Last year we skipped April Fools as it landed on a Sunday and the four years before that we had done fake redesigns (Ford, Verizon, Dunkin Donuts, and Home Depot) so doing another one was simply not an option. Too repetitive and expected. What to do though? At least through the first couple of weeks of March I still had no idea. I had noticed Chrome’s broken image icon earlier in the year, I filed it on my brain, and as I was trying to think of ideas it hit me that it would be funny to do a full-on design justification/presentation of the icon as a corporate identity logo. The fact that the icon was a real thing provided a new twist on our April Fools, so I didn’t have to “prove” that it was real — the Quora question I referred to also helped cement this as fully plausible. Then it was just a matter of presenting it like any good brand consultancy would.
Other than the icon on a grid and the icon on the magazine I had no idea what I was going to do, but as soon as I started recreating the icon in Illustrator I started getting the ideas of doing the time-aware and location-aware versions. I’ve always loved the parallel between pixels and cross-stitch and that’s when I asked Bryony if she could do cross-stitch and she so crafty so she did. It now hangs in our kitchen. The image of the pins/badges came courtesy of Mike Rigby of Interbrand in Sydney, who always make some excellent pins for their own clients. The whole project took a good 16 to 20 hours — hey, you try making a convincing Christ the Redeemer statue in less than 8 pixels — but it was worth it, especially seeing tweets of people convinced this was real.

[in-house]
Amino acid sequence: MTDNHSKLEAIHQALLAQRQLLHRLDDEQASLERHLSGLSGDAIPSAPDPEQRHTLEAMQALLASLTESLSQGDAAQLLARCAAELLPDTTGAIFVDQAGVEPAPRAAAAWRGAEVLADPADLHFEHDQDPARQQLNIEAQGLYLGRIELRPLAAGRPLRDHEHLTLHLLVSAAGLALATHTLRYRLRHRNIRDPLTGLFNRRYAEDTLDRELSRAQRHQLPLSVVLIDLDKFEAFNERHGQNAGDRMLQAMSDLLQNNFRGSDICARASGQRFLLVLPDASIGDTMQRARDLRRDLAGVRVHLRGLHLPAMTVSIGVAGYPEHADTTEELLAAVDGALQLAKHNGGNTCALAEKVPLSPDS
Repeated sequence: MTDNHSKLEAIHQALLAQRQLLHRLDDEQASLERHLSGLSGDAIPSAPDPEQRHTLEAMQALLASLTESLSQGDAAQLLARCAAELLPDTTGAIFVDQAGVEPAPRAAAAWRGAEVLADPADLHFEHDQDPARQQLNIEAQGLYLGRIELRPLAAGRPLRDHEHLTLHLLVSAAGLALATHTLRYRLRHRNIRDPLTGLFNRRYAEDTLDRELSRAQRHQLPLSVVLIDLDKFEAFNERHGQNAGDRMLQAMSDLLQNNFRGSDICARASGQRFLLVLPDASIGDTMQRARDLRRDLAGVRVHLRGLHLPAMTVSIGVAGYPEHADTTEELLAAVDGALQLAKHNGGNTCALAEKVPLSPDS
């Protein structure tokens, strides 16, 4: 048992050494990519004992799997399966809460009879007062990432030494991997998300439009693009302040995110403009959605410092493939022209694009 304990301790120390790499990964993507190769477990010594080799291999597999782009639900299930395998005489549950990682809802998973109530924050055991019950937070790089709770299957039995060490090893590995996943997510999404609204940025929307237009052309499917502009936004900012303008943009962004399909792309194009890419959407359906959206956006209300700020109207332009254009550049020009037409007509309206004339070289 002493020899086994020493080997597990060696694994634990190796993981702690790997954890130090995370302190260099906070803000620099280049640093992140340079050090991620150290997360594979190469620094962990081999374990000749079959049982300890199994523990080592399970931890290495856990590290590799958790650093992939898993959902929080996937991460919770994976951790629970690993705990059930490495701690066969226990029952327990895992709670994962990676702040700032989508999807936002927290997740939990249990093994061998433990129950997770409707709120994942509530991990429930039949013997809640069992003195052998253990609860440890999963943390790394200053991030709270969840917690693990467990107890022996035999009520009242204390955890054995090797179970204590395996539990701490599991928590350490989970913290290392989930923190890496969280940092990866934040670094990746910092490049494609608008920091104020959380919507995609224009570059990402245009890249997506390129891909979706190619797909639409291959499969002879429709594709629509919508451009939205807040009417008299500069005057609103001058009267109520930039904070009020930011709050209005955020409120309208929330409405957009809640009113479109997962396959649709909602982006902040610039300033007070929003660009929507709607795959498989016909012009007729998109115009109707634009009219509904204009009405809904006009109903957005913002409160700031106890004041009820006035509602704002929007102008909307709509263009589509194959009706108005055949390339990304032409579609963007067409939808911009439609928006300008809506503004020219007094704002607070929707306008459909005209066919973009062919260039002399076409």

2014 seems daunting now.
Plans are in development for coming back to Europe in Spring of 2018 with the current top contender host city of Barcelona.